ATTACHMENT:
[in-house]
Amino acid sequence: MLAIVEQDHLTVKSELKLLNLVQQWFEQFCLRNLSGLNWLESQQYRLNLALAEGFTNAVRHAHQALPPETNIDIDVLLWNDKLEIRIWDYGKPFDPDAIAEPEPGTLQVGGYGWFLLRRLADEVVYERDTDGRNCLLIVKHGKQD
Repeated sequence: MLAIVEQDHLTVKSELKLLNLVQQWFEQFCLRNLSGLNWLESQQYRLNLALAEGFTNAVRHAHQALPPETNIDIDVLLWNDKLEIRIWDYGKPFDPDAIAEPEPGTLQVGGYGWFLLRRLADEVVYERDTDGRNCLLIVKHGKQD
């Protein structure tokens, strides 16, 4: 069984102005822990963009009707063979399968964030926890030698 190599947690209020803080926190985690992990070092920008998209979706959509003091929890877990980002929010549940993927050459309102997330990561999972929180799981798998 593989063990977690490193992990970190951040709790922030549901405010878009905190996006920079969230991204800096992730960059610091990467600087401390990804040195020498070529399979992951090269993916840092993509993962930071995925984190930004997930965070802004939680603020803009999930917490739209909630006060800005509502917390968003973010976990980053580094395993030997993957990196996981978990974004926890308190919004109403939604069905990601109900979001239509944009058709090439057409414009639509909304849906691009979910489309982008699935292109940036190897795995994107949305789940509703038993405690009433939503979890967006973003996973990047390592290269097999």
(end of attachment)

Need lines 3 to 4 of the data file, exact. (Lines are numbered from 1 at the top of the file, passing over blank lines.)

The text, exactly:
Repeated sequence: MLAIVEQDHLTVKSELKLLNLVQQWFEQFCLRNLSGLNWLESQQYRLNLALAEGFTNAVRHAHQALPPETNIDIDVLLWNDKLEIRIWDYGKPFDPDAIAEPEPGTLQVGGYGWFLLRRLADEVVYERDTDGRNCLLIVKHGKQD
């Protein structure tokens, strides 16, 4: 069984102005822990963009009707063979399968964030926890030698 190599947690209020803080926190985690992990070092920008998209979706959509003091929890877990980002929010549940993927050459309102997330990561999972929180799981798998 593989063990977690490193992990970190951040709790922030549901405010878009905190996006920079969230991204800096992730960059610091990467600087401390990804040195020498070529399979992951090269993916840092993509993962930071995925984190930004997930965070802004939680603020803009999930917490739209909630006060800005509502917390968003973010976990980053580094395993030997993957990196996981978990974004926890308190919004109403939604069905990601109900979001239509944009058709090439057409414009639509909304849906691009979910489309982008699935292109940036190897795995994107949305789940509703038993405690009433939503979890967006973003996973990047390592290269097999």